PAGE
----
1. Senior Member
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## Motors and Pulleys

Hello

I j picked up and old jointer with no motor. I looked up the manual and it oridinally came with a 3250rpm motor with pulleys to spin the knifehead at 4300rpm.

I have two 1725rpm motors. What size pulleys would I need to get 4300rpms. Anyone know of a resource for this info? Would there be a problem doing this? Thanks FM

2. ## Re: Motors and Pulleys

If you've got the base numbers right, then you need pulleys where the circumferance of the larger, on the motor, is just shy of 2-1/2 times the diameter of the smaller. This seems pretty fast to me but I don't know much about jointer speeds. The step-up in rpm will be accompanied by a step-down in power at the blades. You might check the original specs to see if your slower replacement motors can deliver enough to keep the thing spinning when you put a plank in.

Edited to add: Boy did I mix apples and oranges above but wrote what I really meant at #4. SamSam was right. As phrased above makes no sense. I was originally writing to measure the ratio of the circumferences, like wrapping a tape around the pulleys, and then realized measuring the diameter was easier but didn't make both sides of the sentence match. [Understanding the causes of even stupid errors is always interesting.] Even when I wrote #4 I did not see the confusion of what I'd written. Ah well. Got it right eventually and David kindly emphasized the point.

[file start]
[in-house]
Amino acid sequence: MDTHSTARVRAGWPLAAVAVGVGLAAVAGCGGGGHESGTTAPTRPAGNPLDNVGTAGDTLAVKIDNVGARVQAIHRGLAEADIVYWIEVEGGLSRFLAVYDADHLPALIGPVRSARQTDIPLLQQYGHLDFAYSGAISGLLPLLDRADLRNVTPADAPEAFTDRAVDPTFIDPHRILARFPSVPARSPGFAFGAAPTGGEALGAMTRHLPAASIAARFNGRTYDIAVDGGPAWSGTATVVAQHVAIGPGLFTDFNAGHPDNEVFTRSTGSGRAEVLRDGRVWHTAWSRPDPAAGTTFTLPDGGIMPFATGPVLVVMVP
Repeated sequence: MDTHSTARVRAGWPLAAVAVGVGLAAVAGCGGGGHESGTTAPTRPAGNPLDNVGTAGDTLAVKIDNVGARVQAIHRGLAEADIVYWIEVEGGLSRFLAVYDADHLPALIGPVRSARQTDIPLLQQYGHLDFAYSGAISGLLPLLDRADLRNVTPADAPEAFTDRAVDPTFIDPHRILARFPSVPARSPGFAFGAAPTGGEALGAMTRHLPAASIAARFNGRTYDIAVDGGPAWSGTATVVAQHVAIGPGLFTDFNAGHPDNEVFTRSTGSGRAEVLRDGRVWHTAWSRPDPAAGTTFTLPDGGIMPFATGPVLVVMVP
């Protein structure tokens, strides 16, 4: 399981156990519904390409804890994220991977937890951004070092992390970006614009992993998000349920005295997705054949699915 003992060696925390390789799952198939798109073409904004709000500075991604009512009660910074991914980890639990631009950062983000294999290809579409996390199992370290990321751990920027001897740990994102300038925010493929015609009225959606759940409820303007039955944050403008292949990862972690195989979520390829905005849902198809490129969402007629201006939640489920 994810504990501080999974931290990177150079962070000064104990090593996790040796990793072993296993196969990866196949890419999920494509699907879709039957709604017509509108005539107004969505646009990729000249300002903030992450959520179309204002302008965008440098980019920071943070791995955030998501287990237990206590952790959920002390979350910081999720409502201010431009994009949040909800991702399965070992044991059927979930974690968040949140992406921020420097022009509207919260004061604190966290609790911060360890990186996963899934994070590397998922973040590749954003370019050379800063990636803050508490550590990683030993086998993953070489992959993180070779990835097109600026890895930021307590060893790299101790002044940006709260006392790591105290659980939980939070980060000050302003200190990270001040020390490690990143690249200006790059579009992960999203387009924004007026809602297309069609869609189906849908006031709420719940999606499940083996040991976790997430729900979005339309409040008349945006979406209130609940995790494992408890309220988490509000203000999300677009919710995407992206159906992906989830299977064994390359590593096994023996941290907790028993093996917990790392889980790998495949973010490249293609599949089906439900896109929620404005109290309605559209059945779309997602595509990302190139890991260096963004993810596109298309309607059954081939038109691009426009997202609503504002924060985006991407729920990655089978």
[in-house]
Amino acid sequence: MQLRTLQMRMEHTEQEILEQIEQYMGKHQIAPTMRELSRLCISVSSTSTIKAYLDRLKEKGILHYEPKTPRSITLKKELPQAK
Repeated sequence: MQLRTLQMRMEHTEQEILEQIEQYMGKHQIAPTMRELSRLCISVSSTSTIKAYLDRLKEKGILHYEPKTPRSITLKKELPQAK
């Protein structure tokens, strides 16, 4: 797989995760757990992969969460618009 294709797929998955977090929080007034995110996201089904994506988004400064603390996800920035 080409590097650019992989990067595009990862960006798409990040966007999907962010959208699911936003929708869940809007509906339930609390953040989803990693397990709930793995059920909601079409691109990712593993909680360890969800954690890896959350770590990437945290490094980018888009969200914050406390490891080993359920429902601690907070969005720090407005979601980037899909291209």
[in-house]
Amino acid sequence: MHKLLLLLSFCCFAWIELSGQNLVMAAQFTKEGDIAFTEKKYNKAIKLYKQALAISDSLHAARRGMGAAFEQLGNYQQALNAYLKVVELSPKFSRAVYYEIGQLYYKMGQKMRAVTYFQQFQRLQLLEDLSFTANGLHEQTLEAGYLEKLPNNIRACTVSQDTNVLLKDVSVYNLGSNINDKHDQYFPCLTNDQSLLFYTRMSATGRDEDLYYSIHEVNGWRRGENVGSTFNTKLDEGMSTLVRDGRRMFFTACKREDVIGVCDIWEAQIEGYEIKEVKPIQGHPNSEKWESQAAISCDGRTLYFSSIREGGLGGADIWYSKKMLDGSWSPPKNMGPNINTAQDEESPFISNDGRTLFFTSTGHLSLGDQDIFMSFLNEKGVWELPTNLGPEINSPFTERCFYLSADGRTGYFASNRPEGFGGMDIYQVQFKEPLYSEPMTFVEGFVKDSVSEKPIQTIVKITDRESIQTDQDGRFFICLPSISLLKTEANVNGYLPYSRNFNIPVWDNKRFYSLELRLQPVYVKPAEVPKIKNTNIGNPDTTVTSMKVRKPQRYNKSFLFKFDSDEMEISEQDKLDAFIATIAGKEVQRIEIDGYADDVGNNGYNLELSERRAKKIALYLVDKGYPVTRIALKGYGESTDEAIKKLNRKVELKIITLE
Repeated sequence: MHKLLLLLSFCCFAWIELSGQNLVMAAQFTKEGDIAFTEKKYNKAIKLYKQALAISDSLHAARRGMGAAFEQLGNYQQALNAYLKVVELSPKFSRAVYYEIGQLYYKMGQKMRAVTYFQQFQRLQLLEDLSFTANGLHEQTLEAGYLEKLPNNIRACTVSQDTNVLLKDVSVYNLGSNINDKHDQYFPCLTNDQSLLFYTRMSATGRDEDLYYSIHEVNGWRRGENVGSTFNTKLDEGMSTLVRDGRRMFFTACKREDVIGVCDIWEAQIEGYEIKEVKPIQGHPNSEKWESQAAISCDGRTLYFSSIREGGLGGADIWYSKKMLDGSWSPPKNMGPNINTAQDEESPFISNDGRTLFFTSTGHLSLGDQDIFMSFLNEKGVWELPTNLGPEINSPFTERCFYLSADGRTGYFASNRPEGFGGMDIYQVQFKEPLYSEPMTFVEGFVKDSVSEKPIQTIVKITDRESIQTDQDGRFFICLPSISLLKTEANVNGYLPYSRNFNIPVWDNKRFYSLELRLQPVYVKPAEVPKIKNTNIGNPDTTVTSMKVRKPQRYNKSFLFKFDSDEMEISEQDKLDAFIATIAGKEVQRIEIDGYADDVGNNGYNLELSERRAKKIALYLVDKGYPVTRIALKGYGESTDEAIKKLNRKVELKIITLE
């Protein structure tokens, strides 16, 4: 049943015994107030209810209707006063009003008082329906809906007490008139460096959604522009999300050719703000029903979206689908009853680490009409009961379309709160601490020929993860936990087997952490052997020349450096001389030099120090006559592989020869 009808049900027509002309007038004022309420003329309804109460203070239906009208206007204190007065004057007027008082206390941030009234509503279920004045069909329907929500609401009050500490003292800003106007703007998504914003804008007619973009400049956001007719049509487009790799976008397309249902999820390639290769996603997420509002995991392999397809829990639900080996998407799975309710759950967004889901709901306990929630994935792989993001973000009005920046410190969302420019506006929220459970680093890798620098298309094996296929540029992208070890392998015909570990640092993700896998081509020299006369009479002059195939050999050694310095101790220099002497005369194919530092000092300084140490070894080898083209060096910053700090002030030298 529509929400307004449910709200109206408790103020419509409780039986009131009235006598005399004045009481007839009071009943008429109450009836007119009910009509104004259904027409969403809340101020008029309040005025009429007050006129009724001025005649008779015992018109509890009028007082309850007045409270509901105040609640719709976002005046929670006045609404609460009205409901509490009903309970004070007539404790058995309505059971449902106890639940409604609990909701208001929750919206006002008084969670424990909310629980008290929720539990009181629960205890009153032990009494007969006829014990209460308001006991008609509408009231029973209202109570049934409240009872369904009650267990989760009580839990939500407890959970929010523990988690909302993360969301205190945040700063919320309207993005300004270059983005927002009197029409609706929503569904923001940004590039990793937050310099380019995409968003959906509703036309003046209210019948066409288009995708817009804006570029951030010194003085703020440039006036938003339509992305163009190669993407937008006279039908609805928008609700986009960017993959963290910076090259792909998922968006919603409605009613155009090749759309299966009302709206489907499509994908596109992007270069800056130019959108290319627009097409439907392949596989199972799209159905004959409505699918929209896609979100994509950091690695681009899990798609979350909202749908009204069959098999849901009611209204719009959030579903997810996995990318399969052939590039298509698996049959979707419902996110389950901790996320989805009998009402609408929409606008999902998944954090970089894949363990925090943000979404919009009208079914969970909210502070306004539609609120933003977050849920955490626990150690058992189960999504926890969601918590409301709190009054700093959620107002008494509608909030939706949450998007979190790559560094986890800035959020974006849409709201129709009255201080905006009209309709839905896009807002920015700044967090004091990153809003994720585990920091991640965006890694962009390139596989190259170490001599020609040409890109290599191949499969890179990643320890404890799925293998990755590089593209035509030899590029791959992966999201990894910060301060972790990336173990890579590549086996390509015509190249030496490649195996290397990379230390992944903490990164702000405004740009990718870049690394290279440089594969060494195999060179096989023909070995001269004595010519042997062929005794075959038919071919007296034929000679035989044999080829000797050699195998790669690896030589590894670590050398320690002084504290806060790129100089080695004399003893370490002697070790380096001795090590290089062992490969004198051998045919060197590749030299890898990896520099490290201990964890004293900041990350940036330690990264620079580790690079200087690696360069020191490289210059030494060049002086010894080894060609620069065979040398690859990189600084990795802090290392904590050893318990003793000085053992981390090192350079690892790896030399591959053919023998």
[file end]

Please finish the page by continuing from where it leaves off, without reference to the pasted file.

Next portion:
Last edited by Ian McColgin; 11-04-2011 at 11:07 AM.

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## Re: Motors and Pulleys

Originally Posted by Ian McColgin
If you've got the base numbers right, then you need pulleys where the circumferance of the larger, on the motor, is just shy of 2-1/2 times the diameter of the smaller.
Are you sure you want to mix circumference and diameter? It seems like an impossible equation.
I think you meant the circumference of the larger is 2 1/2 times the circumference of the smaller.
Last edited by SamSam; 11-04-2011 at 10:29 AM.

4. ## Re: Motors and Pulleys

(Pi)(larger diameter) = (2.5)(Pi)(smaller diameter)

Divide pi out of each side and you're left with diameter. It works out.

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## Re: Motors and Pulleys

Diameter is secondary, the ratio of diameters is the key.
Good luck.

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## Re: Motors and Pulleys

If you've got the base numbers right, then you need pulleys where the circumferance of the larger, on the motor, is just shy of 2-1/2 times the diameter of the smaller.
This is what I question, from post #2. Say you have a 2" pulley on the jointer head. It is the smaller one. 2.5 X 2" = 5". The circumference of a 2" pulley is 6.28" so that equation would make the motor pulley smaller than the jointer pulley, which wouldn't work.

(.....The ratio of the diameters and the ratio of the circumferences are the same, which surprised me, I thought using diameters was exponential, and then I realized I was using pi x R2, the formula for finding the area of a circle. Doh. The question above still seems valid, though.)
Last edited by SamSam; 11-04-2011 at 11:37 AM.

7. ## Re: Motors and Pulleys

Ah SamSam, we were both thinking a bit off-base then. Regardless, as you'll see in my edit, you drew my eye to the error I made. Thank you.

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## Re: Motors and Pulleys

It's too bad peer checks don't work so well in politics or religion.

9. ## Re: Motors and Pulleys

So there's the ratio, but as noted, the amperage of the replacement motor has to be adequate. Do you have numbers on that?

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## Re: Motors and Pulleys

Hey

WOx- I have two motors one is 11amp and the other is 19amp , both at 120v.

Thanks again, FM